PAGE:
FOUNTAIN INN — This Easter season promises to be one that a petite young lady from the Upstate won’t likely forget for some time.
At age 13, Amy Harrington plays harp during Mass at Holy Spirit and St. Boniface churches in Laurens County.
During Holy Week, the home-schooled seventh-grader played at the Holy Thursday Mass at Holy Spirit in Laurens; Good Friday Mass at St. Boniface in Joanna; and Easter Sunday back at Holy Spirit.
Amy typically accompanies music director Lucille Andrews, who plays piano at Holy Spirit. She also plays solo, usually during veneration of the cross and holy communion.
“Everyone at Holy Spirit is delighted that she came along,” Andrews said. “Her repertoire is fairly limited right now, but there’s lots of potential.”
For Amy, it was one of those love-at-first-sight moments that brought her and the harp together.
Six years ago, Amy and her parents visited a now-closed music store in nearby Simpsonville. Amy said she went there thinking she would try either the guitar or piano, but a small lap harp caught her eye.
“I saw it and I just fell in love with it,” she said.
A family friend also played the harp and “that also inspired me,” she said.
Amy learned to play the harp first through lessons at the music store and then, last October, she connected with a Mauldin woman who teaches the instrument in her home.
Amy’s younger sister, Georgie, just started taking piano lessons from the same lady.
Amy began playing at Mass last Christmas at Holy Spirit.
“We were talking with Mrs. Andrews about music one Sunday after Mass and we mentioned that Amy played the harp,” said Amy’s mother, Anna Marie Harrington.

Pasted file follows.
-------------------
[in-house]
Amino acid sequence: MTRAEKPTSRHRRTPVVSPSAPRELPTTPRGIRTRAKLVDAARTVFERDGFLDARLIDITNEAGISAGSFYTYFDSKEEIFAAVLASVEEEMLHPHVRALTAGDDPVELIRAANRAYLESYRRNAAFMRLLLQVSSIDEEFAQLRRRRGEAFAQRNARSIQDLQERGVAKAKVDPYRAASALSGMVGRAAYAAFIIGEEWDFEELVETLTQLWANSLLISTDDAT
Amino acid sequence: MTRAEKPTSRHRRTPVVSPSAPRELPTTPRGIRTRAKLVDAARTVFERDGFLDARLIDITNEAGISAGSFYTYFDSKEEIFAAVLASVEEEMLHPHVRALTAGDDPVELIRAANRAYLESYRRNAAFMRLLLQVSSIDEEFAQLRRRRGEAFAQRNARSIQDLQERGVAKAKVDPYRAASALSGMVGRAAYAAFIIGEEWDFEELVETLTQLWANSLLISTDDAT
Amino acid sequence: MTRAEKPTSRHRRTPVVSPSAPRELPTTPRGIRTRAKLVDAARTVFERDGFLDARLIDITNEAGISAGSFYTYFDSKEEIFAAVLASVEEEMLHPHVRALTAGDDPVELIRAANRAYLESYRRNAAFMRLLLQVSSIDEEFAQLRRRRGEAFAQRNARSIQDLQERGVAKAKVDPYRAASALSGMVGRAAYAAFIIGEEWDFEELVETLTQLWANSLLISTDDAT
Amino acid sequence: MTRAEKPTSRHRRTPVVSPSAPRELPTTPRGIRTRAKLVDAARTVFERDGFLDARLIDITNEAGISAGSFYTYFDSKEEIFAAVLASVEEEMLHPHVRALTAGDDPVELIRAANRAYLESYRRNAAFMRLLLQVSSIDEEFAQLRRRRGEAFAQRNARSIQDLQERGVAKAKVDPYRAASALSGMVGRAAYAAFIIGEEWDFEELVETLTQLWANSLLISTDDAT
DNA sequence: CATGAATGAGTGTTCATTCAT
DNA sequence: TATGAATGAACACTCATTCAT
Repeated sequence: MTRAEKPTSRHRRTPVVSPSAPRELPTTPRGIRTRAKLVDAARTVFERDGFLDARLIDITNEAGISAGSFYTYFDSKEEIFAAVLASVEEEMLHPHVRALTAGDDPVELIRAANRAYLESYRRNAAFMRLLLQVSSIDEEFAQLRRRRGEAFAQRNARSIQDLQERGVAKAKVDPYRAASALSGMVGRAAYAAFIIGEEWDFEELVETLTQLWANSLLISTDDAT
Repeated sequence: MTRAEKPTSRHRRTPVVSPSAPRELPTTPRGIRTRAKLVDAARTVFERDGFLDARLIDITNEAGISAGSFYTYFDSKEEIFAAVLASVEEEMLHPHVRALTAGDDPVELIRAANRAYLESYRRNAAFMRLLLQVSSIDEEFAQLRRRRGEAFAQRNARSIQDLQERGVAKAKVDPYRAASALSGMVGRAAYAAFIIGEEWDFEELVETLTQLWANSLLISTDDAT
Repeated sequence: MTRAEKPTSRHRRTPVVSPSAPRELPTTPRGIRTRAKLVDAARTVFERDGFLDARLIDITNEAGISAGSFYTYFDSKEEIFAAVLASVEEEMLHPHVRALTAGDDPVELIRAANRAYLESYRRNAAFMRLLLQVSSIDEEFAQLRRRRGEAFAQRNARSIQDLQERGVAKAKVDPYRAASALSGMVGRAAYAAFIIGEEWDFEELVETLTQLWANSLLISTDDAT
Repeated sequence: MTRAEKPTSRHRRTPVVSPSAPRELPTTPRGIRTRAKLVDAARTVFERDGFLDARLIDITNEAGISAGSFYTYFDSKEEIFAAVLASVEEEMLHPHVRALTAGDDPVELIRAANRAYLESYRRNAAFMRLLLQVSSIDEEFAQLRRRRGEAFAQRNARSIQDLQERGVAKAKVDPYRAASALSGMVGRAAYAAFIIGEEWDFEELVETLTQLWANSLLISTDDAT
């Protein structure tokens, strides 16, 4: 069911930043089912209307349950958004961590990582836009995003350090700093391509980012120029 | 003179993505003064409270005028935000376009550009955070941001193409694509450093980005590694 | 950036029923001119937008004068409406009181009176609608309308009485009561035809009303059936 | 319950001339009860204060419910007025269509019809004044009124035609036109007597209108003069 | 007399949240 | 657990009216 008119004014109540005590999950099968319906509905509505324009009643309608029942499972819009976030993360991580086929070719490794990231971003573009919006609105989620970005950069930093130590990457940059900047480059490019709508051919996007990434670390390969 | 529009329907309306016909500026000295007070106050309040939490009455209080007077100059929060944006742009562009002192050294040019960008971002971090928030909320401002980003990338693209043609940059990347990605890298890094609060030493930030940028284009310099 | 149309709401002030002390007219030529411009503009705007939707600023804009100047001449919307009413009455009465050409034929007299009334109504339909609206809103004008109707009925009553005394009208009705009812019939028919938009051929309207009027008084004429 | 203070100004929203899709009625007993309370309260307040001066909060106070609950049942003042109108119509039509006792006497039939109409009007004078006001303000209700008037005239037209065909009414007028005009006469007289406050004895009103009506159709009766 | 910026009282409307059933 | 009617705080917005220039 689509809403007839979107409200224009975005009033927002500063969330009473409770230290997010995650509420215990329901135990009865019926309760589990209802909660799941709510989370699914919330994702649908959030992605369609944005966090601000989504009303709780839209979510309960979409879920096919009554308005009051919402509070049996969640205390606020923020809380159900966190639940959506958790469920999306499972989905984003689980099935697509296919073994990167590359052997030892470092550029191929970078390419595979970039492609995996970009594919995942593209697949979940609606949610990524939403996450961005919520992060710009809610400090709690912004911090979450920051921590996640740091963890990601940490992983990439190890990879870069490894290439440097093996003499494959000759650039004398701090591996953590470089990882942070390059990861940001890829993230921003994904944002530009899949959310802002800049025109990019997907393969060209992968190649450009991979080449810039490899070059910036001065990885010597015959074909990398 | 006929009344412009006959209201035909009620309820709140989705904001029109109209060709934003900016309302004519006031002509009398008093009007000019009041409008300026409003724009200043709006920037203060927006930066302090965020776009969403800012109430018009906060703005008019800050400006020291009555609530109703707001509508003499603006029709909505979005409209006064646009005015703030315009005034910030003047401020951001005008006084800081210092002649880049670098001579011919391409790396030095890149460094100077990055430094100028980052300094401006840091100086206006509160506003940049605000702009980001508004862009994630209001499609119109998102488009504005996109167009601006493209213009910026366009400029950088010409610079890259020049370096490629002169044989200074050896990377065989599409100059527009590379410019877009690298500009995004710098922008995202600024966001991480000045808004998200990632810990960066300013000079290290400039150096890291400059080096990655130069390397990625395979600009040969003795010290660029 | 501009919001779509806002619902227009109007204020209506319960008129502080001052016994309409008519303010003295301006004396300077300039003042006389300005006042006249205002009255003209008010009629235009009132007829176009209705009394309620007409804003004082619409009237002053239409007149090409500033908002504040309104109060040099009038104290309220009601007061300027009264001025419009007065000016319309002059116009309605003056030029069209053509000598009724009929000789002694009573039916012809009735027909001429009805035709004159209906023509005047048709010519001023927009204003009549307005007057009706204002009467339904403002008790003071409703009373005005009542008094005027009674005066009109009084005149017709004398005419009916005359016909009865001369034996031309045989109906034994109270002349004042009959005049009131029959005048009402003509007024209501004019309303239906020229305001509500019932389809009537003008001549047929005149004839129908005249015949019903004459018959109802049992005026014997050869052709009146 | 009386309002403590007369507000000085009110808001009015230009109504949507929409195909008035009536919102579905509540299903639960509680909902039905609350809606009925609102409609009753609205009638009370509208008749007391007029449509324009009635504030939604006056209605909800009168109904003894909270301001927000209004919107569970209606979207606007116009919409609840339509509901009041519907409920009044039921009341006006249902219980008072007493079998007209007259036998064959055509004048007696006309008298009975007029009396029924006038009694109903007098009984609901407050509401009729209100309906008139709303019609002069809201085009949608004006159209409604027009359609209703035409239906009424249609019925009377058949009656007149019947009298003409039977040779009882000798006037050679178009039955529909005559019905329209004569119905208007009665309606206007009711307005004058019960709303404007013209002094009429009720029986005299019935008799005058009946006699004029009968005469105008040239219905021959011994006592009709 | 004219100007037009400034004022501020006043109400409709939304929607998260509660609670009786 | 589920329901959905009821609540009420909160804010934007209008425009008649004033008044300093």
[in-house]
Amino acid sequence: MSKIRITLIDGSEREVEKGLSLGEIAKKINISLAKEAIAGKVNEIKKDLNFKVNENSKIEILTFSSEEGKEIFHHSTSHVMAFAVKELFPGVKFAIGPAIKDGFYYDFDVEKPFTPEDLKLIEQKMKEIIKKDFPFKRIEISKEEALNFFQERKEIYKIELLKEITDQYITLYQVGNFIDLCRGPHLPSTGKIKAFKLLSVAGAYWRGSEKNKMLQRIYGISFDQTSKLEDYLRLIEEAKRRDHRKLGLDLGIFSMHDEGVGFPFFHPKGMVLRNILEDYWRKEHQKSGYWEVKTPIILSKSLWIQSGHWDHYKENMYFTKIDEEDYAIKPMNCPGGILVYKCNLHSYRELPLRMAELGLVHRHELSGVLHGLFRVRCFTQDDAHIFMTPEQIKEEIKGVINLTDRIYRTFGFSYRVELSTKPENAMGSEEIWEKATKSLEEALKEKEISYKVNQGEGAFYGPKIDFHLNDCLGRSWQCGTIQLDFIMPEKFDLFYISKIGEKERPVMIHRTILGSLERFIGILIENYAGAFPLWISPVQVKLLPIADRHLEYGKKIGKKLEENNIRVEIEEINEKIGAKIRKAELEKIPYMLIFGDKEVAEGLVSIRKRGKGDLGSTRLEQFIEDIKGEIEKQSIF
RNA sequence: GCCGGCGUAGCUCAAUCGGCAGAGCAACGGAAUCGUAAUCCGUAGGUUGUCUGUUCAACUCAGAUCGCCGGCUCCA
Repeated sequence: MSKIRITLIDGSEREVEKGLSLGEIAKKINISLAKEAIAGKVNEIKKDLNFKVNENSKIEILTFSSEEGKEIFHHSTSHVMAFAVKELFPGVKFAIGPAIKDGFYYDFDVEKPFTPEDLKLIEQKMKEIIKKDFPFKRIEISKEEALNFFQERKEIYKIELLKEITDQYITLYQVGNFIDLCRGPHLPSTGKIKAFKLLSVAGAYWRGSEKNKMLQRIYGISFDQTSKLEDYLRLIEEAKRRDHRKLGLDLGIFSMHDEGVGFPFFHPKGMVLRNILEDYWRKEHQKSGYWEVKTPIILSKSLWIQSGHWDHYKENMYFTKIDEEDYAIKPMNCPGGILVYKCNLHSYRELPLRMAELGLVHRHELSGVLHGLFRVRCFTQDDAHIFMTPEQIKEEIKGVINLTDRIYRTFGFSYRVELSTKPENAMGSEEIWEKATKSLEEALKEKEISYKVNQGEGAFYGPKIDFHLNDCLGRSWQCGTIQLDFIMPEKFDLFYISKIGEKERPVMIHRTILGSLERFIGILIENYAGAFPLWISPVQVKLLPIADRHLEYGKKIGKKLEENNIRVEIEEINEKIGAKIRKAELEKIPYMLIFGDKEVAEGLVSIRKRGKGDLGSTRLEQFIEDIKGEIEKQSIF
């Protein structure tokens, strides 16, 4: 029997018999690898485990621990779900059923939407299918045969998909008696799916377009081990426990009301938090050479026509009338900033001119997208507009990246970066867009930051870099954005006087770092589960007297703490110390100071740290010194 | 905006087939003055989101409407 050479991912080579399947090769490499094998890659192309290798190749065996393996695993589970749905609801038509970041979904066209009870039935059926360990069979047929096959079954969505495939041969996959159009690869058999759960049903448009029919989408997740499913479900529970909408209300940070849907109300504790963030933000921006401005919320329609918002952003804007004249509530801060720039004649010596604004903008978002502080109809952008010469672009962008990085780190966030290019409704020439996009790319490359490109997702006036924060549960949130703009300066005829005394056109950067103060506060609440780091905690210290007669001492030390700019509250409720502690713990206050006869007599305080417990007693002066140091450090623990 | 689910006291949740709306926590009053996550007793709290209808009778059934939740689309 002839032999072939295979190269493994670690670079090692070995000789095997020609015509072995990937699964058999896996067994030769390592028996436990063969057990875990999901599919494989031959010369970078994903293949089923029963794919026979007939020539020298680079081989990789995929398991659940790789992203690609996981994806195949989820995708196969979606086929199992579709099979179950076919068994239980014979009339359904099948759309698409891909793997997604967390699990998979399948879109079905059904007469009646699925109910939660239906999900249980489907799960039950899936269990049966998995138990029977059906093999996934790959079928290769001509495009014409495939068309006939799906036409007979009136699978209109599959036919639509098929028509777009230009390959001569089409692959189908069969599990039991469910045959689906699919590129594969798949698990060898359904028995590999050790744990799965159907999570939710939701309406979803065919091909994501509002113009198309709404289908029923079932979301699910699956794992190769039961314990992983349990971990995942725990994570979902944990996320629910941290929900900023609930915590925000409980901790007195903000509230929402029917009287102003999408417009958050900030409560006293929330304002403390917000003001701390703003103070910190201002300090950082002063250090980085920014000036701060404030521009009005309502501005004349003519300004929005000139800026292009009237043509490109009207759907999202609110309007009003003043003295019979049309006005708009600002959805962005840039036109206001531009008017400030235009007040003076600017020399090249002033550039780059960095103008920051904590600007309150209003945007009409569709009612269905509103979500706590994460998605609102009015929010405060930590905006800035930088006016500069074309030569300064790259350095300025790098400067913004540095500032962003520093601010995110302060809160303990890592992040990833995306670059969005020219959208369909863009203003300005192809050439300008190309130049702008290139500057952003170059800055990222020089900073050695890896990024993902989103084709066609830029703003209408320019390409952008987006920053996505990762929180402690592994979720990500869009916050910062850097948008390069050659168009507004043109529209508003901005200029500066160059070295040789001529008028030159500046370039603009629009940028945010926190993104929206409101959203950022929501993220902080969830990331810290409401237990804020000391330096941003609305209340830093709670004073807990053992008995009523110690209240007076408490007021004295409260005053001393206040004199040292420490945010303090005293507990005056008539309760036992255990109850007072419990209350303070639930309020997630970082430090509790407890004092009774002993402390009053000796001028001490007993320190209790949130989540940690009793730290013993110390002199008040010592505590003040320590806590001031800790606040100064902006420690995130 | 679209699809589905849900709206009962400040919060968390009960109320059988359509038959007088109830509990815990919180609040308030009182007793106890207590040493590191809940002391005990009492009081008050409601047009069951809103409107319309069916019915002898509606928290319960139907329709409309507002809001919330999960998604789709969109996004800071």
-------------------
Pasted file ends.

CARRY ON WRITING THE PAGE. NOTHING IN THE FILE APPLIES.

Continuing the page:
The Harringtons are relatively new parishioners at Holy Spirit, having moved there from St. Mary Magdalene in Simpsonville last fall. They made the move to Holy Spirit ahead of a planned relocation to Laurens later this year, Mrs. Harrington said.
The family moved to Fountain Inn from Marietta, Ga., when Amy was nine months old. Mrs. Harrington and her husband, Richard, are originally from the Lowcountry.
One of the biggest challenges for the Harringtons has been getting the large instrument from their living room, where Amy generally practices, to the two churches each week.
Though she doesn’t play a full-sized harp, yet, the current model is still a good five feet tall (it is several inches taller than Amy) and weighs-in at around 40 pounds.
“We have an SUV, but we have to fold down the seats in the back and lay it on its side,” Mrs. Harrington said.
The next size up, which is on order, has its own cart, she said. It’s a pedal harp and stands about 64 inches tall and weighs 60 pounds.
“We’ve had friends joke that we’re going to have to get a separate trailer to haul the next one around in,” Mrs. Harrington said.
Another issue is the weather, she said. Extreme temperature swings are typical in the Upstate in the late winter and early spring, and like other stringed instruments, harps need to be re-tuned when exposed to cool temperatures.
And their solid wood frames can crack if they’re subjected to drastic swings in temperature.
“This time of year, we have to make sure the car is good and warm before we put (the harp) in the car and go to Mass,” Mrs. Harrington said.
In fact, she said, on a recent chilly winter day, they were visiting friends following Mass at Holy Spirit and were forced to bring the harp inside their friends’ home to keep from exposing the instrument to the cold.
Despite the logistical challenges of playing such a large, yet delicate, instrument, Amy said she wants to continue playing on the harp at least into college.
She said she hasn’t given much thought to playing professionally after college, but there’s still plenty of time to consider it.
For now, Amy’s excited about the possibilities.
“I think that would be a lot of fun,” she said.